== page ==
CarBuyer’s freshly-minted staff writer takes on a Prancing Horse for the first time in his life, comes away with clean pants and a clearer impression of the what makes it the world’s best brand
Photos: Ferrari Singapore
Of all the ‘first-times’ a person could have, you’d think driving a Ferrari has to rank right up there next to skydiving or bungee-jumping in being tremendous and terrifying, in equal measure.
As the newest member of the CarBuyer team, I was at the job barely a month when managing editor Leow Ju-Len kindly asked if I would like to drive a Ferrari. It was a bit of a shock, as this sort of drive doesn’t happen very often, but that was entirely the point of The Esperienza Ferrari Test Drive Session, a one-hour experience designed to give existing customers and press media a feel for the latest Ferrari models in-country.
My designated Prancing Horse for the day was the Ferrari Portofino (which we’ve covered in more detail on CarBuyer.com.sg, and our sister magazine Top Gear has reviewed), the most affordable Ferrari in their range, but ‘affordable’ seems funny when it’s used in the same sentence as ‘price starting from $855,000 (without COE)’.
Suffice to say buyers of Ferraris exist on a different plane from most people, financially, but if you think about it, being able to own a car at all in Singapore is a big privilege, and the urge behind it is pretty much the same, be it a Ford or a Ferrari. Size, and price, of your toys and all that.
Named after an italian fishing village, the Portofino is significantly lighter (80 kg) than its predecessor, the California T, and has stiffer springs (+15.5 percent at the front and +19 percent at the rear), which are bolstered by the latest evolution of Ferrari’s magnetorheological damping system (SCM-E) that ‘guaranteed superb ride comfort’.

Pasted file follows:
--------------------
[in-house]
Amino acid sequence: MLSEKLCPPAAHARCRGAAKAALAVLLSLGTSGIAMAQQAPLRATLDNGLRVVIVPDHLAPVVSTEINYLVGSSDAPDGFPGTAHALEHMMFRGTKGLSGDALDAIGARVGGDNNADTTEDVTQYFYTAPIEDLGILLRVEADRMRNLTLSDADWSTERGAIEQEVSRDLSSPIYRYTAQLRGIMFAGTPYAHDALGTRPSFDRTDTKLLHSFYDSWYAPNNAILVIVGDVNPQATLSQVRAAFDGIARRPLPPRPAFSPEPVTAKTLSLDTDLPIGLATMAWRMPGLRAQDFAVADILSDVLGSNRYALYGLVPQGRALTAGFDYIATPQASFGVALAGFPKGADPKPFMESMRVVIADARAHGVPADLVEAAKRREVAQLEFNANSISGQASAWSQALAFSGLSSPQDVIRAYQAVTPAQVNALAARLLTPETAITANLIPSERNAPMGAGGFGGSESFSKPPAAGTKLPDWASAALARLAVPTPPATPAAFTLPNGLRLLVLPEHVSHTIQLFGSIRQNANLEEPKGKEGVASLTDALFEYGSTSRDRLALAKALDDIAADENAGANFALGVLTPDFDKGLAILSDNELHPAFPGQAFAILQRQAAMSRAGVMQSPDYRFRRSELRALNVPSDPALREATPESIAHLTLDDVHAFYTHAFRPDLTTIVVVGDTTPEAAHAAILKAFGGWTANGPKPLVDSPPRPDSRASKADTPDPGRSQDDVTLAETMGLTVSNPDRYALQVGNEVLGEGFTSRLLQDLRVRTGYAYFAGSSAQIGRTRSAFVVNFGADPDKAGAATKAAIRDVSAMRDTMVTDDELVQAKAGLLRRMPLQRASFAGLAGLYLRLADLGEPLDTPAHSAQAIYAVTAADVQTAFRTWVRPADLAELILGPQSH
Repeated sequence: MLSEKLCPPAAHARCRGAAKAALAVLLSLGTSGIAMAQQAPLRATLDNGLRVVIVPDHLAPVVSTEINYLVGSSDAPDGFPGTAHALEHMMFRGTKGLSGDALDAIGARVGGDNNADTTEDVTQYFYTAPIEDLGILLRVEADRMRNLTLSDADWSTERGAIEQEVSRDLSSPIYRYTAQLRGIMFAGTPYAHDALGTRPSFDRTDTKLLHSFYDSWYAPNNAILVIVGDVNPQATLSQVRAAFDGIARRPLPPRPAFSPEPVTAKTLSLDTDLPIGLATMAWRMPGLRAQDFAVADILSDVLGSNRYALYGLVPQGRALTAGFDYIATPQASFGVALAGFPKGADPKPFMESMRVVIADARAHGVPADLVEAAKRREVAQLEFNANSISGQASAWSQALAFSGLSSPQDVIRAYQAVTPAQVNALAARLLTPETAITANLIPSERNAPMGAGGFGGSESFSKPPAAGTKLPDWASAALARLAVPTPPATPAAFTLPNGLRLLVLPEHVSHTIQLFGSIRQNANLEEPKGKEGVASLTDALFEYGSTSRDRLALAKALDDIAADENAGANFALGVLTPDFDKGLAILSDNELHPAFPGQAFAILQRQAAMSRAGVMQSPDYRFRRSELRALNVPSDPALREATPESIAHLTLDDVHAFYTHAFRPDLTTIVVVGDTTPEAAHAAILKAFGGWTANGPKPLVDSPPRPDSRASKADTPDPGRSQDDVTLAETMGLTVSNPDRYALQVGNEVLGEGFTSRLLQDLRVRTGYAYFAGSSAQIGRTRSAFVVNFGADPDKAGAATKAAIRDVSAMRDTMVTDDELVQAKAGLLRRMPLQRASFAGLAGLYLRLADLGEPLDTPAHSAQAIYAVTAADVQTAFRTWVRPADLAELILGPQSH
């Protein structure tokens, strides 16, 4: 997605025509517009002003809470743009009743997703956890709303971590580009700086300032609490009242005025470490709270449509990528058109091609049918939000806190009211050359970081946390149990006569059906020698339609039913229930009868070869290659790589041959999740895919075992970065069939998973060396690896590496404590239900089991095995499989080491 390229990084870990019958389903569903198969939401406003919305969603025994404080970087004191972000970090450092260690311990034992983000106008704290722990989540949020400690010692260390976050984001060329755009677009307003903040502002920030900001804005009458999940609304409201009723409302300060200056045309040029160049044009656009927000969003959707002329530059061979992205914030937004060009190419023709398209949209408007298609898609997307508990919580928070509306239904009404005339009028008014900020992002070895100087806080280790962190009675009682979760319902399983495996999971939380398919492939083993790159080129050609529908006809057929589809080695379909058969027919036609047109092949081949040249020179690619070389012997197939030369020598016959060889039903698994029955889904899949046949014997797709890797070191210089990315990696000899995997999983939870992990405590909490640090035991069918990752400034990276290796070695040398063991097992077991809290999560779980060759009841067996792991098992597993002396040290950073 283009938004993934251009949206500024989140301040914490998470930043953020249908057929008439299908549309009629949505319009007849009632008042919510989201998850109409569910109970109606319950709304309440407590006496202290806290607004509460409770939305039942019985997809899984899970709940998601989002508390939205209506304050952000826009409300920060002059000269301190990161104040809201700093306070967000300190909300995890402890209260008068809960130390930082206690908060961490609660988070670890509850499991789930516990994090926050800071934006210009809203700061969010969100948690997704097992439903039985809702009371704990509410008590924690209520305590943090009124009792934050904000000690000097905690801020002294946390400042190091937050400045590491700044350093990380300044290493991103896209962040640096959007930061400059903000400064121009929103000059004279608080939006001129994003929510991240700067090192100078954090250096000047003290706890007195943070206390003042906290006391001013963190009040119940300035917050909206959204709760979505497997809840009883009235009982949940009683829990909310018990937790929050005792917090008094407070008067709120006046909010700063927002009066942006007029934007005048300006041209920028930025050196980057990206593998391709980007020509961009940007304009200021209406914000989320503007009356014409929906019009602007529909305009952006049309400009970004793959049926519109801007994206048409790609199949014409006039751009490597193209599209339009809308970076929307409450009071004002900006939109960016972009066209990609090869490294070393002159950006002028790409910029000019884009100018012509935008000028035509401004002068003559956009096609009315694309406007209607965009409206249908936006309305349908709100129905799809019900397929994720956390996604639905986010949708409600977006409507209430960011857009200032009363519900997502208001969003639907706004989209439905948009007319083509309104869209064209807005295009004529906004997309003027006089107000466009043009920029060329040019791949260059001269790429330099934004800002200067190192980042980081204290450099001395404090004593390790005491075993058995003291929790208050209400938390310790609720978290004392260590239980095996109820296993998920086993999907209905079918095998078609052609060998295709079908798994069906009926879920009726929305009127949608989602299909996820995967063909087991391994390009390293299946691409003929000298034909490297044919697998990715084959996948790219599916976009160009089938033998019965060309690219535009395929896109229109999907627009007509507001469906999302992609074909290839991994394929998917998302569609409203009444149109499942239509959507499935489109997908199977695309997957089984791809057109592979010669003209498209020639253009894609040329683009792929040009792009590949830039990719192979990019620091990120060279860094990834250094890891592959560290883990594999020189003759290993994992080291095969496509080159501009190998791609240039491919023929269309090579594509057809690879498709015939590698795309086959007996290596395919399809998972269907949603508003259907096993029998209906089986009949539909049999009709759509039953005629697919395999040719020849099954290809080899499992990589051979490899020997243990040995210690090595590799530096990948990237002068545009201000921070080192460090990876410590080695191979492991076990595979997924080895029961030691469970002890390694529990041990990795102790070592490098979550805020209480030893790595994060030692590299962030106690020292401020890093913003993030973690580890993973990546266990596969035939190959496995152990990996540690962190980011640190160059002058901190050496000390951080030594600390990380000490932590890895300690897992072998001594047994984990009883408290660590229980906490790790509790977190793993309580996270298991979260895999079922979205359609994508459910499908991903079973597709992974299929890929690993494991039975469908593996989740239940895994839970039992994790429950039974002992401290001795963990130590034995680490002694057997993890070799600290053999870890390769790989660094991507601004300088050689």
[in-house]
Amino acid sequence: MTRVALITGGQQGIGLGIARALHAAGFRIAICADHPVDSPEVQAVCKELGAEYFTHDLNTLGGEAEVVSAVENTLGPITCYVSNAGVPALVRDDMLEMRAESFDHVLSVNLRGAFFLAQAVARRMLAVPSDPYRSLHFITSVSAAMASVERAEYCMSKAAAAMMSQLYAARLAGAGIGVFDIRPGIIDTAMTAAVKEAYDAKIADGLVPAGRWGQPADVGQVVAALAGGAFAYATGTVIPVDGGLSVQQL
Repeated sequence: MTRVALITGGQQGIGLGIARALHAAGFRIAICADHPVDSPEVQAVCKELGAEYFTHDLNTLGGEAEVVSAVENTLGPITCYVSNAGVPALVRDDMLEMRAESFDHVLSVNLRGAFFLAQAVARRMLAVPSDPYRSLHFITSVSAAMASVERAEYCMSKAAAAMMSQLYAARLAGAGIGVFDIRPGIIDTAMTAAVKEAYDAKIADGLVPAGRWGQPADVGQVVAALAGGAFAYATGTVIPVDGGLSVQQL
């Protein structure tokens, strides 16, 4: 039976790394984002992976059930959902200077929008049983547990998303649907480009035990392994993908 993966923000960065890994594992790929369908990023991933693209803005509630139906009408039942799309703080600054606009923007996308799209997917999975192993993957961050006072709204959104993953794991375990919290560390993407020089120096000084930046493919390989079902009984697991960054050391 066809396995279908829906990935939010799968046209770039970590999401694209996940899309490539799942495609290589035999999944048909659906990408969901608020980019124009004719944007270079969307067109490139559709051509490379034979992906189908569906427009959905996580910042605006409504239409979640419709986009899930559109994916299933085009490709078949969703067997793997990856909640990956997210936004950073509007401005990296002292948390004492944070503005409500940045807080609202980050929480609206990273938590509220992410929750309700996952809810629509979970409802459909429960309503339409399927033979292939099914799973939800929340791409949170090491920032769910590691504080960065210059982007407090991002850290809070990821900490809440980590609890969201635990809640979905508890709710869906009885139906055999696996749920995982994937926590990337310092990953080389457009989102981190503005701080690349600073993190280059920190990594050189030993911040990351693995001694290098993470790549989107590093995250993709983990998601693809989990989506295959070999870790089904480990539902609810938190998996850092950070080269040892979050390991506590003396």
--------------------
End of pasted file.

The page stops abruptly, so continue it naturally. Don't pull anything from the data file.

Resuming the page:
The Portofino is the ‘least’ Ferrari’, but it wasn’t just the price tag, nor the performance of this 3.9-liter V8 twin-turbocharged beast which can go from 0-100 km/h in 3.5 seconds with a top speed of 320 km/h, that I really wanted to experience: I was curious if the Portofino could show me what all the hoo-hah is about, and why Ferrari is the foremost brand in the world.
As part of the Experienza event, Ferrari’s carefully constructed plan is to pair the car with a driver-guide to match – in my case Marco Bonanomi, a pro-racer and Ferrari driving coach – and a special route designed to showcase the best qualities of the drop-top Portofino.
With my luck, naturally on the morning of my test drive it was ‘perfect’ cabriolet weather: Wet and thunderous.
Under the umbrellas, Marco introduced me to the Ferrari Portofino. In person, it’s a low-lying, sleek monster, and with its 20-inch wheels, the Portofino looked both imposing and inviting. It was an easy car to like and the menacing ‘smile’ it had on the front piqued my interest.
What I didn’t know was that I’d be driving an all-black version of the Portofino. I had expected a red car (I wonder why…), but understated elegance worked for me. Still, I’m all for shouting it to the skies – if you own a Ferrari you may as well be proud of it.
“This is the most comfortable Ferrari in the line-up,” Marco told me before entering the car to demonstrate the various seat settings (heat and cushioning) of this two-door, 2+2 retractable hardtop convertible, all on a touchscreen.
There was also a short introduction to the manettino (little lever), located to the lower right of the racing-style steering wheel. The F1-inspired steering wheel is another step for Ferrari in bringing their drivers a step closer to the brand’s beating heart – the racetrack – but it was the crown on which the jewel of the manettino laid.
The manettino is Ferrari’s bespoke dial to toggle between the Portofino’s driving modes of Comfort, Sport and ESC Off (Electric Safety Controls Off) – for everyday driving, speed and no-holds barred fun (or behind bars, if you’re not careful/skilled) respectively.